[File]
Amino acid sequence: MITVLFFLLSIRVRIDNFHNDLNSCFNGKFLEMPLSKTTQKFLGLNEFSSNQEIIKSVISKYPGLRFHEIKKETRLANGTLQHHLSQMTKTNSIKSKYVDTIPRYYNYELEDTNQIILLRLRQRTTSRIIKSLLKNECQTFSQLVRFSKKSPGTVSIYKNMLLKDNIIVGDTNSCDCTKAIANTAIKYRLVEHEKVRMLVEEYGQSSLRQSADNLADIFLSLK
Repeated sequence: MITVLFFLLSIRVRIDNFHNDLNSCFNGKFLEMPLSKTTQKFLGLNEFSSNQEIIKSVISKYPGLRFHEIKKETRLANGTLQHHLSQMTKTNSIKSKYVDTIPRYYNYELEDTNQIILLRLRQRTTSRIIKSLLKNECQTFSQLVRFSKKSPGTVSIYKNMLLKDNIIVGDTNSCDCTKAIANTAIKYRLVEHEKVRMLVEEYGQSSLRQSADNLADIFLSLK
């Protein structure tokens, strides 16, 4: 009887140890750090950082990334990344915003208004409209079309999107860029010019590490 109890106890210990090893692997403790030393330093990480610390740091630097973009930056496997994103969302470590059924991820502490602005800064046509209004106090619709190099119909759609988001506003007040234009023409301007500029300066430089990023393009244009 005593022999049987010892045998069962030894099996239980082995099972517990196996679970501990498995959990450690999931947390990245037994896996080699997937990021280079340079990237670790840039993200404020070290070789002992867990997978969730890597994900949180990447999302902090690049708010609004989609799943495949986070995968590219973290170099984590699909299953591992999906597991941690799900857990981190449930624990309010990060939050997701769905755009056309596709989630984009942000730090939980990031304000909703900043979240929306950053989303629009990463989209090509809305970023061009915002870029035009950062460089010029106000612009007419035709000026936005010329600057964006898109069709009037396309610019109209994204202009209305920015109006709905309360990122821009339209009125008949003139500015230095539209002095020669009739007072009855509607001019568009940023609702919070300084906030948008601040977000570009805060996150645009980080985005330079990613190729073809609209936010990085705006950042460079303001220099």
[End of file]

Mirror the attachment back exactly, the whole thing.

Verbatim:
Amino acid sequence: MITVLFFLLSIRVRIDNFHNDLNSCFNGKFLEMPLSKTTQKFLGLNEFSSNQEIIKSVISKYPGLRFHEIKKETRLANGTLQHHLSQMTKTNSIKSKYVDTIPRYYNYELEDTNQIILLRLRQRTTSRIIKSLLKNECQTFSQLVRFSKKSPGTVSIYKNMLLKDNIIVGDTNSCDCTKAIANTAIKYRLVEHEKVRMLVEEYGQSSLRQSADNLADIFLSLK
Repeated sequence: MITVLFFLLSIRVRIDNFHNDLNSCFNGKFLEMPLSKTTQKFLGLNEFSSNQEIIKSVISKYPGLRFHEIKKETRLANGTLQHHLSQMTKTNSIKSKYVDTIPRYYNYELEDTNQIILLRLRQRTTSRIIKSLLKNECQTFSQLVRFSKKSPGTVSIYKNMLLKDNIIVGDTNSCDCTKAIANTAIKYRLVEHEKVRMLVEEYGQSSLRQSADNLADIFLSLK
């Protein structure tokens, strides 16, 4: 009887140890750090950082990334990344915003208004409209079309999107860029010019590490 109890106890210990090893692997403790030393330093990480610390740091630097973009930056496997994103969302470590059924991820502490602005800064046509209004106090619709190099119909759609988001506003007040234009023409301007500029300066430089990023393009244009 005593022999049987010892045998069962030894099996239980082995099972517990196996679970501990498995959990450690999931947390990245037994896996080699997937990021280079340079990237670790840039993200404020070290070789002992867990997978969730890597994900949180990447999302902090690049708010609004989609799943495949986070995968590219973290170099984590699909299953591992999906597991941690799900857990981190449930624990309010990060939050997701769905755009056309596709989630984009942000730090939980990031304000909703900043979240929306950053989303629009990463989209090509809305970023061009915002870029035009950062460089010029106000612009007419035709000026936005010329600057964006898109069709009037396309610019109209994204202009209305920015109006709905309360990122821009339209009125008949003139500015230095539209002095020669009739007072009855509607001019568009940023609702919070300084906030948008601040977000570009805060996150645009980080985005330079990613190729073809609209936010990085705006950042460079303001220099």